The Crowborough Birthing Centre (CBC), winner of the Tesco midwifery millennium award in association with the RCM, was once an undersubscribed GP unit threatened with closure in the 1990s. Now it is a thriving midwifery-led birth centre. CBC is a stand alone midwifery unit in Sussex.
As well as postnatal beds, the centre has two birthing rooms, each with a birthing pool. Statistics indicate that the centre attracts a wide range of women — teenage mothers, new age travellers and women who have been physically or mentally abused. As with many centres, CBC has very little intervention.
Fetal heart monitoring is carried out by pinard or handheld Doppler. CBC is supportive both to mothers and babies with their open-door policy and to midwives, particularly those from obstetrics units — who can apply for an internal rotation post at the centre for six months. A midwife with experience of both work and birth at CBC said: ‘It is a joy to work there and a joy to give birth there too.’
The Dover Family Birthing Centre is a midwifery-led unit, situated behind Buckland Hospital. Until two-and-a-half years ago, it was a consultant-led unit, but there was concern that doctors were not receiving adequate training, so the unit was transformed into the midwifery-led centre of today.
The centre has ten beds and three delivery rooms, one of which accommodates a birthing pool. Staffed 24 hours a day by core midwives, nursery and auxiliary nurses, the centre offers a wide range of services — free parent education sessions, weekly ‘drop-in’ coffee mornings, opportunities to talk one-to-one with a midwife, massage courses and an aromatherapy service available for all mothers.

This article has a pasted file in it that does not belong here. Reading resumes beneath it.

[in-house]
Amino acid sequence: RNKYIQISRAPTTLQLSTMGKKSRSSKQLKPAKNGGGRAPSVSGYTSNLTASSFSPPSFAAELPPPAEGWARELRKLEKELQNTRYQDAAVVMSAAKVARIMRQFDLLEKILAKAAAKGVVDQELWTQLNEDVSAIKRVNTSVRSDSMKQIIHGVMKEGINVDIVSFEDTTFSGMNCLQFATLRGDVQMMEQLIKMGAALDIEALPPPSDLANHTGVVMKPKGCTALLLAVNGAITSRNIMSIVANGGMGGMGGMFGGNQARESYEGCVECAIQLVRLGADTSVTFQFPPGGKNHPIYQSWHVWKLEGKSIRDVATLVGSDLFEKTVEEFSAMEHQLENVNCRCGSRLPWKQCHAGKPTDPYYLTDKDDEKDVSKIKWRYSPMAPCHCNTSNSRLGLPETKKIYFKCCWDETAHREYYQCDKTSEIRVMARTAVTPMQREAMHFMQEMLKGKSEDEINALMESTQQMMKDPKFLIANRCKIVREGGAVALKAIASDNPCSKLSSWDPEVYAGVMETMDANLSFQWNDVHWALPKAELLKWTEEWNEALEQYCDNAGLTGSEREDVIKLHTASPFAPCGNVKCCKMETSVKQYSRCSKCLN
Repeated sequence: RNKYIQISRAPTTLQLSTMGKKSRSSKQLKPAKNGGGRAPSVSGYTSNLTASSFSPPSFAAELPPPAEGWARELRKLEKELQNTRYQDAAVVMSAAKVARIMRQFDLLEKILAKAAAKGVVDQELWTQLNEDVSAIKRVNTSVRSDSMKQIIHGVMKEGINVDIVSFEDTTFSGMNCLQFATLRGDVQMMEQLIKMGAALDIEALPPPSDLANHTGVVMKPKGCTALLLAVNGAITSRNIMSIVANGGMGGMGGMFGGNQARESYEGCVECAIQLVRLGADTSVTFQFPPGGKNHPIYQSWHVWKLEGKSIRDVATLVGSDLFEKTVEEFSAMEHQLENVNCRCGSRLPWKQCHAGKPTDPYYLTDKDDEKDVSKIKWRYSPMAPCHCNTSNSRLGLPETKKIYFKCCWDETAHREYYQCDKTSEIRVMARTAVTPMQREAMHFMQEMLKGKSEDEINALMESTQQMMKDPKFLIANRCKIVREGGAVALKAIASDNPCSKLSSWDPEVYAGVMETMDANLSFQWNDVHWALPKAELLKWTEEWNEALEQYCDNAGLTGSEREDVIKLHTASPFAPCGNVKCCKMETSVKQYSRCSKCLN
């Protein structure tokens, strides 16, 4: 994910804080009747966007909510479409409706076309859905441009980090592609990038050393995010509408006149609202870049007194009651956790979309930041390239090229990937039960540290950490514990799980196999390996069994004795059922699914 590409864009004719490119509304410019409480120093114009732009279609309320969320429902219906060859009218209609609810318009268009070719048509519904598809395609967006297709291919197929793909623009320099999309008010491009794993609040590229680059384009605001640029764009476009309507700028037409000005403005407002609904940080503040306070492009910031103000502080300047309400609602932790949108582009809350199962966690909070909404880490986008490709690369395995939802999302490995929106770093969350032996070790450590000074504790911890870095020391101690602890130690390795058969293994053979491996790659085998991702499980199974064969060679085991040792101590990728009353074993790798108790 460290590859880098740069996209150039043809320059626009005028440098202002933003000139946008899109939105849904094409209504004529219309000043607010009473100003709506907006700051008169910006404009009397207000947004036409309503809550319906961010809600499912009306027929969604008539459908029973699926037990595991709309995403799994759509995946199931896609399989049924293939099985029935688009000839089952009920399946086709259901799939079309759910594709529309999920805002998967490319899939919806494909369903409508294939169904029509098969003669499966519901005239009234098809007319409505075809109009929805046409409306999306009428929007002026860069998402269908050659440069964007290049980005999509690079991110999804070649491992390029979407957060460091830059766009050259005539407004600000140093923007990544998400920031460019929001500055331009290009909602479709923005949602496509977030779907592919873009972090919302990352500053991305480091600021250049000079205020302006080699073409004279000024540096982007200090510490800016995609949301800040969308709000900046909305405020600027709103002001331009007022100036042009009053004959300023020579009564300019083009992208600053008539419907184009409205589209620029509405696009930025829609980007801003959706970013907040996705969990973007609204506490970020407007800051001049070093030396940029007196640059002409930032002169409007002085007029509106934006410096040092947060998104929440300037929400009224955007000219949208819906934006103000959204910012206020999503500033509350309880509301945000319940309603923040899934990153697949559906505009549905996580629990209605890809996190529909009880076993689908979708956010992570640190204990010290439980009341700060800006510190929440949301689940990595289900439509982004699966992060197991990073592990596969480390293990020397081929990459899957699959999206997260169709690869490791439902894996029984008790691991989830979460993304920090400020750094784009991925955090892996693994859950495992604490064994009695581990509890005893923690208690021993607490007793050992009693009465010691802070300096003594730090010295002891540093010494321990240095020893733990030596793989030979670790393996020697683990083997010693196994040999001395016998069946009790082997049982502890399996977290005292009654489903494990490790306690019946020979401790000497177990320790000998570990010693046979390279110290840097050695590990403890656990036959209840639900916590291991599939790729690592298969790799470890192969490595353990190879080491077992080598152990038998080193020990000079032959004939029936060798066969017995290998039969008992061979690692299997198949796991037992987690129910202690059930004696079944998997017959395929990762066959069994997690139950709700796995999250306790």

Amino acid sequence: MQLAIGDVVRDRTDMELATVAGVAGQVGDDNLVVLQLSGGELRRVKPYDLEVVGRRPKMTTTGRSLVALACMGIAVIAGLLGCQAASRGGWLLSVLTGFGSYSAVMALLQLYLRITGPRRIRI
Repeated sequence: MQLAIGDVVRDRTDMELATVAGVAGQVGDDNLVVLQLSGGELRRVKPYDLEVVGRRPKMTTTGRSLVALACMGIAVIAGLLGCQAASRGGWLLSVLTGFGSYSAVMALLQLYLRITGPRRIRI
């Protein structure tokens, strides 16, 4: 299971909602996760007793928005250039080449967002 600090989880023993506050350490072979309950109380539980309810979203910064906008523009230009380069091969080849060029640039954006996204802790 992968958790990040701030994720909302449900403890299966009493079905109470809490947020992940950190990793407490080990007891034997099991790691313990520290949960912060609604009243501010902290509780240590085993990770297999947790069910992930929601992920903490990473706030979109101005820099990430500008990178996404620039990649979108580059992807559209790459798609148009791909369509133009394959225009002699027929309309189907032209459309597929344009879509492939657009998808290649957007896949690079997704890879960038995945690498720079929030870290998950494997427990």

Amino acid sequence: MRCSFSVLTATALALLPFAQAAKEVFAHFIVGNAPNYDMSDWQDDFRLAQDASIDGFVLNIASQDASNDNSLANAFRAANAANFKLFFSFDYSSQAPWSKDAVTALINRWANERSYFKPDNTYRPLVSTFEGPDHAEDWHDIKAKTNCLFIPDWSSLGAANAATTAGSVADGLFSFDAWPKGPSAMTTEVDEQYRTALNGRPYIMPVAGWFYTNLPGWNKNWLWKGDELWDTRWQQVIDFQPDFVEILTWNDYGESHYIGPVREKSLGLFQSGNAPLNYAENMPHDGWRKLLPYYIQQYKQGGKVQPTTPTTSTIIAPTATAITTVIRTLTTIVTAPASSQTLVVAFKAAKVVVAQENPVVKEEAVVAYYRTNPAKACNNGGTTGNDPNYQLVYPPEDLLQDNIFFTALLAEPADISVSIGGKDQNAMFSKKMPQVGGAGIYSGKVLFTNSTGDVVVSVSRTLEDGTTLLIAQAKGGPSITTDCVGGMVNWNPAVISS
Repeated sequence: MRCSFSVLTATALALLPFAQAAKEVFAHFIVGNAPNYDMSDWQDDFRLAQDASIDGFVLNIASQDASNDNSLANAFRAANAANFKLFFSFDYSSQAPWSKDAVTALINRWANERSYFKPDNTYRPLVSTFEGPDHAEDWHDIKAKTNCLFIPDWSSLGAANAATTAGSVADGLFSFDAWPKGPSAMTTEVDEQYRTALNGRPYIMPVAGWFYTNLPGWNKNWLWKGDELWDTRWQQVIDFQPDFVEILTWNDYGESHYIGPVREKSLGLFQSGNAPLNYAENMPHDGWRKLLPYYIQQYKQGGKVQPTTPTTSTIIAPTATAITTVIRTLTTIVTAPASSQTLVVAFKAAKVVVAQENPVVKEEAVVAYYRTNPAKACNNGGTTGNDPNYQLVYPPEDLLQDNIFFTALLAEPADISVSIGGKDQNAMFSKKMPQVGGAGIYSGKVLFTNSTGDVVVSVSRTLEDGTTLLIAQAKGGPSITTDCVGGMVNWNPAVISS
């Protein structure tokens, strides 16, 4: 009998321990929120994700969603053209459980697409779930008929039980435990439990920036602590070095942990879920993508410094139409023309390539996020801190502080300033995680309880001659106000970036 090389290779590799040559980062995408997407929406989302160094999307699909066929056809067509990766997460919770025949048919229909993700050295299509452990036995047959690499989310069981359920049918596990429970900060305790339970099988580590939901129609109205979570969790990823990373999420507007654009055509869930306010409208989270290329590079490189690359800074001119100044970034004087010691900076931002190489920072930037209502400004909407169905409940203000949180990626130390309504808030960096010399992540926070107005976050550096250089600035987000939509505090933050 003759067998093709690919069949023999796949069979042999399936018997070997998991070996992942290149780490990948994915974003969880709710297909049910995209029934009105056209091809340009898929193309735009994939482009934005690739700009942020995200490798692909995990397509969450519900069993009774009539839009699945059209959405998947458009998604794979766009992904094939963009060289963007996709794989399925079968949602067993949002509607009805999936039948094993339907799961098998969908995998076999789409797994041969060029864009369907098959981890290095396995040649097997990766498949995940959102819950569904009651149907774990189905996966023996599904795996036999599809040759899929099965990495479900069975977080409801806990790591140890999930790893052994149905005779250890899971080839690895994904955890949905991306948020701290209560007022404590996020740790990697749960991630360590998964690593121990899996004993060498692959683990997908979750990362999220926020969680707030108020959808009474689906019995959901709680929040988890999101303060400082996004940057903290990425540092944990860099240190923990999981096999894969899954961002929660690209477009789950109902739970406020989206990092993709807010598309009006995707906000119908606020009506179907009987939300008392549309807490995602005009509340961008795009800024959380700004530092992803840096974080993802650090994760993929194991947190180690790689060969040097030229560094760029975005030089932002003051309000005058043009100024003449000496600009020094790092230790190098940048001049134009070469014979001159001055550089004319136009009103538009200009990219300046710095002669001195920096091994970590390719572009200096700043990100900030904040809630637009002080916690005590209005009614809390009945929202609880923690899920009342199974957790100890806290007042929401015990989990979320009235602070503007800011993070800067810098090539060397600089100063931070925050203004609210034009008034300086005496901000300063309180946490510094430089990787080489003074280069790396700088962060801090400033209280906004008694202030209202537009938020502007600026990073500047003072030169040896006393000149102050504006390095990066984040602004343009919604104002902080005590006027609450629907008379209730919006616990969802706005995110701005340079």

Delivery at another hospital does not prevent a new mother form returning to the centre as soon as she is well enough, and she can stay as long as necessary. Since April this year there have been 63 births at the centre, with a total of 196 last year.
The Victoria Maternity Unit emerged ten years ago, when the maternity team inherited a maternity unit operating as a GP unit. The number of deliveries had decreased to around 150 a year and fewer women were using the facility.
After several refurbishment projects, including a visit from the BBC’s Real Rooms, the centre developed into a relaxing birthing environment. As a stand alone unit within the community hospital in Lichfield, the Victoria Maternity Unit has six postnatal beds and two birthing suites with whirlpool baths. It provides 24- hour care with one-to-one support and has a growing reputation for aromatherapy and reflexology therapies.
Lichfield supports the training of student midwives by offering two-week placements during their third year. Birthing rates over the last few years have remained around the 300 mark, but this year so far there have been 190 with a normal birthing rate of 92.1%.
The Alexandra Birthing Centre (ABC), which has had 245 births to date, is a small self-contained unit within the maternity block at Watford General Hospital. Situated on an adjacent floor to the central delivery suite, the ABC opened on 2 April 2001. It consists of six en-suite birthing rooms, with separate poolroom and sensory room. Because it is an integrated unit, its criteria for admission can also be broader than stand alone units, allowing a wider variety of women access to midwifery-led care.
Alternative therapies are encouraged at the unit — aromatherapy, homeopathy and reflexology are all implemented if desired. Midwives and midwifery assistants staff the centre 24 hours. The majority of midwives are Advanced Life Support in Obstetrics and/or Neonatal Advances Life Support trained and several are undertaking the N96 examination of the newborn course to further enhance the holistic care of women.